The following article is published in the #RGNNCuba Magazine: Vol. IV, Summer 2019, produced during ROOSTERGNN Academy’s Travel Journalism, Photography & Video Internship & Mentoring Program in Havana and Trinidad, Cuba, under the editorial direction of RGNN Expert and Mentor Juanjo Montanary. Follow #RGNNCuba for all of our Cuba coverage.

“Salsa dancing is a powerful way to communicate to society,” said 36-year-old Leysvel. He learned to salsa when he was 22, and now he is a professional who has been teaching for several companies opening up many travel opportunities throughout Cuba, Mexico and Europe. Learning popular Cuban dances has allowed him to accumulate many different abilities, movement, coordination and confidence, developing his self-improvement. To Leysvel, dancing means “independence, competitiveness and the best channel to express myself.”

Leysvel is a professional dancer in Trinidad | Ellysse Horniblow

La Canchanchara in Trinidad, Cuba, is his favorite dance floor. Many locals and tourists can get involved and build a passion for dance there. The atmosphere is perfect for letting loose, and really enjoying yourself. “I feel like I float when I dance here,” he insists. His electric and driving energy powered the floor as he demonstrated Casino (Cuban-style salsa).

Traditionally, Casino is danced as an interplay between a male and female feeling the music. A Casino dancer often integrates movements, gestures and extended passages from other dances. Leysvel danced with a local woman from Trinidad, and though they did not know each other, the graceful and fluid movements characterised the moment as sensual and romantic; the years of history and emotion was certainly reflected. It was very obvious that his love for dance was exceptionally strong. 

Salsa is a dance and a musical style with deep Caribbean and African roots. The origins of salsa date back to the 1900s in Eastern Cuba, where musical elements and rhythms from various sources were combined. Cuban son and Afro-Cuban rumba are the two main styles that were merged to create salsa, with a diverse range of musical instruments to produce the foundation of the rhythm. The dance’s beat is commonly recognised for being beguiling, sensual, and simple to learn, however, very difficult to master. It is seen as a passionate dance with lots of side movement and synchronised turns.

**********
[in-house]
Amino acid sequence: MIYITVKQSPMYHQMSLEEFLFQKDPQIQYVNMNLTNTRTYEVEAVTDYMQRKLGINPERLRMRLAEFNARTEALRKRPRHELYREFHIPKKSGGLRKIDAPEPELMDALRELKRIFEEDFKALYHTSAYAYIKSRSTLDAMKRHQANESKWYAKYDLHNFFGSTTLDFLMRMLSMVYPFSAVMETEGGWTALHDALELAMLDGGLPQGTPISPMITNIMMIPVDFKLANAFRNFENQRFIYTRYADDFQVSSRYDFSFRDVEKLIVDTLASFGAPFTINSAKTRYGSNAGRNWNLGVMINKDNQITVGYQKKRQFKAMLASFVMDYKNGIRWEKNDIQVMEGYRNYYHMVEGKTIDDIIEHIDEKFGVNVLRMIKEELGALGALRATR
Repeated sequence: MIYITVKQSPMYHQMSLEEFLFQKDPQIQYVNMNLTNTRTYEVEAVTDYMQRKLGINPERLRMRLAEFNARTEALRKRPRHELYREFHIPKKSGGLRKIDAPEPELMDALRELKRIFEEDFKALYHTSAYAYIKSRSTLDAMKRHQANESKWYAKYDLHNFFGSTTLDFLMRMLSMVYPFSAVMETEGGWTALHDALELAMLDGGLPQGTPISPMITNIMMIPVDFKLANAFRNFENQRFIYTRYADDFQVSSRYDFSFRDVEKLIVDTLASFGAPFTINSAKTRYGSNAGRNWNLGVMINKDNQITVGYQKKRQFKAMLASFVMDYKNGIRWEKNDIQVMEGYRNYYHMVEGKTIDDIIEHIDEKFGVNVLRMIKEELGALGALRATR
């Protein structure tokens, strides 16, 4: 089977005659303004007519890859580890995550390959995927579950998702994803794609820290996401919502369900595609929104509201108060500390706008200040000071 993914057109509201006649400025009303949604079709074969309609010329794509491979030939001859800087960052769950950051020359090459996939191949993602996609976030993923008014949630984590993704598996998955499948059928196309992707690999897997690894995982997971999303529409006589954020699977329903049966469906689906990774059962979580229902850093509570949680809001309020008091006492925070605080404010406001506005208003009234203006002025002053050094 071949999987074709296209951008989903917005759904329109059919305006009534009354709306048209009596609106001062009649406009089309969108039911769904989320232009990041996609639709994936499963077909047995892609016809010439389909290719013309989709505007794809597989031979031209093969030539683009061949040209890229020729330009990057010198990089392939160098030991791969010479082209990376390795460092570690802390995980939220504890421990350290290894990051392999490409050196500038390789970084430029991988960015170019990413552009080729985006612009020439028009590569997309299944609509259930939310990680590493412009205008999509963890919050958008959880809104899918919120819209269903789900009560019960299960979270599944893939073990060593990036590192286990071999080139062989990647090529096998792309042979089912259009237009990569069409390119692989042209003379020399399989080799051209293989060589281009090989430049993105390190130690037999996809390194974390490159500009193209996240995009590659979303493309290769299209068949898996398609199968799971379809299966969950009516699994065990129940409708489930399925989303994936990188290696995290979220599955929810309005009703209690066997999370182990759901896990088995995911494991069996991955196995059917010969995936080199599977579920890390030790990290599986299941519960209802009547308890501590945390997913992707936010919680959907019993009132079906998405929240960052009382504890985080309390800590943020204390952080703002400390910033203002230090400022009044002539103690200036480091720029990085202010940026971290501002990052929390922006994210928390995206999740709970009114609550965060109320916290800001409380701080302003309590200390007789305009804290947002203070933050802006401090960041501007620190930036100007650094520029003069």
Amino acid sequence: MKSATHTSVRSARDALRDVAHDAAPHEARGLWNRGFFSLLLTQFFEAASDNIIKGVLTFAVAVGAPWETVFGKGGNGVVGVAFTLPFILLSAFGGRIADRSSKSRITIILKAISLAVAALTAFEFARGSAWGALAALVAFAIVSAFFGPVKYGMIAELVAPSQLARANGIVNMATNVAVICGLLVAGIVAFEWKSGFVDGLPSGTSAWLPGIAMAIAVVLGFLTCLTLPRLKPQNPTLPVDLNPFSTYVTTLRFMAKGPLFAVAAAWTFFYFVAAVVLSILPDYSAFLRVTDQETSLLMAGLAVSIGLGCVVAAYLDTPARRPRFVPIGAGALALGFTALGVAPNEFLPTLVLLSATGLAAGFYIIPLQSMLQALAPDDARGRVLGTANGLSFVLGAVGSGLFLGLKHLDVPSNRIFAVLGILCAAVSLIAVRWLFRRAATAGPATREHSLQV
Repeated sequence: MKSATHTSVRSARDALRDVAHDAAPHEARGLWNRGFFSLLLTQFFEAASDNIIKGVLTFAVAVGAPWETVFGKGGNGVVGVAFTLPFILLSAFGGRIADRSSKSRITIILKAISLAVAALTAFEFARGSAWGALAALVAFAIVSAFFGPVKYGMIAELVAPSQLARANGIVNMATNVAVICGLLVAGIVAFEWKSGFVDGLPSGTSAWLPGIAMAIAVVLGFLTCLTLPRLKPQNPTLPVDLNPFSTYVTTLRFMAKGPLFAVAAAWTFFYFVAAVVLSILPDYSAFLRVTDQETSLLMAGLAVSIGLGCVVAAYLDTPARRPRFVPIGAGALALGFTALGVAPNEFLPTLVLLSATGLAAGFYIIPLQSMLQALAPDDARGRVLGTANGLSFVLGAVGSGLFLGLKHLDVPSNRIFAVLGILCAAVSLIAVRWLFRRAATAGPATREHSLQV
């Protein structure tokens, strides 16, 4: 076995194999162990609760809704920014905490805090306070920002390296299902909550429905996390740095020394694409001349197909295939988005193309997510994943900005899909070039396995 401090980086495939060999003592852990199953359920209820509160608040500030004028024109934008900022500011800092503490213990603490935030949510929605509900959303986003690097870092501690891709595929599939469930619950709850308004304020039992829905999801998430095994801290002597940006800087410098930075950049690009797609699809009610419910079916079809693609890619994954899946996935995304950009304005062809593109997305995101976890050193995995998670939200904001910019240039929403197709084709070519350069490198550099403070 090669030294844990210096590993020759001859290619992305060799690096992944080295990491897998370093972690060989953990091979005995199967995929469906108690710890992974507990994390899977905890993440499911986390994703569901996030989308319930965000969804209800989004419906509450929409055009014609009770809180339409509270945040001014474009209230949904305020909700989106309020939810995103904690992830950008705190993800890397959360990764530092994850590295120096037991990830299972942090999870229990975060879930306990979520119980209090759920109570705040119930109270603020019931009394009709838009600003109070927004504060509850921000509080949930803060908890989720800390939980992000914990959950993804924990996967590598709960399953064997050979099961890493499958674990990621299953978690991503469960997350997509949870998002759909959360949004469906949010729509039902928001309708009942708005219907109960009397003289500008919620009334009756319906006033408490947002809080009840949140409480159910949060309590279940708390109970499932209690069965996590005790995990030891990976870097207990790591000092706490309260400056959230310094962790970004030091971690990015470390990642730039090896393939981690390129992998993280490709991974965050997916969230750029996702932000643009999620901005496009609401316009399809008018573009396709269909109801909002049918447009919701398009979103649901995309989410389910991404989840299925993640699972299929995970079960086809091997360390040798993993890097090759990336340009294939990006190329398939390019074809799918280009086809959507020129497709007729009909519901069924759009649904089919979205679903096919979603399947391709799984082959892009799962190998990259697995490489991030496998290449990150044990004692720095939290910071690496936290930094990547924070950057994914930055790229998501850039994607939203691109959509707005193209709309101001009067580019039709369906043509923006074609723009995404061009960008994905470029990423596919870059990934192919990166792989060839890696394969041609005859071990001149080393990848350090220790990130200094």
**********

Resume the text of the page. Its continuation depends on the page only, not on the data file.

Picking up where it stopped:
Salsa dancer teaching students | Ellysse Horniblow

The stories that the dancers tell through the movement of their bodies are so powerful and it is what makes it so captivating. People who are learning to Salsa generally wear comfortable clothing, however, at dance shows, the costumes worn by dancers which are usually brightly coloured and flirty. Cuban salsa dancing can look a little daunting for beginners as it has a very complex feel to it with the fast-paced movements. The basic rhythm consists of taking three steps for every four beats of music. The resulting effect is a catchy pattern that alternates between weak and strong measures. This contributes to a compelling, energetic sensation which is why the music is generally so danceable. It is more about getting yourself swept up in the feel of the music.

Leysvel teaching students to salsa dance in Trinidad | Ellysse Horniblow

“When I dance, I forget everything and focus on how it makes me feel–it is really liberating,” said Ricardo. As a local who likes to dance, his eyes lit up with excitement describing the fine art to salsa dancing. At the age of 7, Ricardo and his older brothers were taught to dance by their family. Once he learned to listen to the music and find the connection, his passion grew. After a stressful day of work, he loves to place all of his energy into salsa dancing with his partner. “It makes me feel so free.”

Casa de la Musica (The House of Music) is one of Ricardo’s favorite places to listen to live music and dance. It opened in 1996 and, to this day, is still one of the classic venues in the city. It belongs to the Company of Recordings and Musical Editions (EGREM). This place is an alfresco (open air) affair that congregates on the sweeping, cobbled staircase beside the Iglesia Parroquial church off Plaza Mayor. The location is enjoyed by locals and tourists, especially in the evening when the salsa dancing begins.

Staircase at Casa de la Musica in Trinidad | Ellysse Horniblow

Dancing is extremely important to Ricardo and his family, as a way to “express feelings and form a connection with people and music.” He has carried on many cultural traditions to his children and grandchildren and hopes that they will continue to pass it down to future generations. The intent is to embrace the culture, the community, and invite others to be part of this growing family.

Taberna La Canchanchara 

  • Address: 90 Calle Real del Jigüe, Trinidad 62600
  • Open 24hrs 

Casa de la Musica 

  • Address: Calle Cristo, Trinidad 62600

Edited by Julissa Ramirez.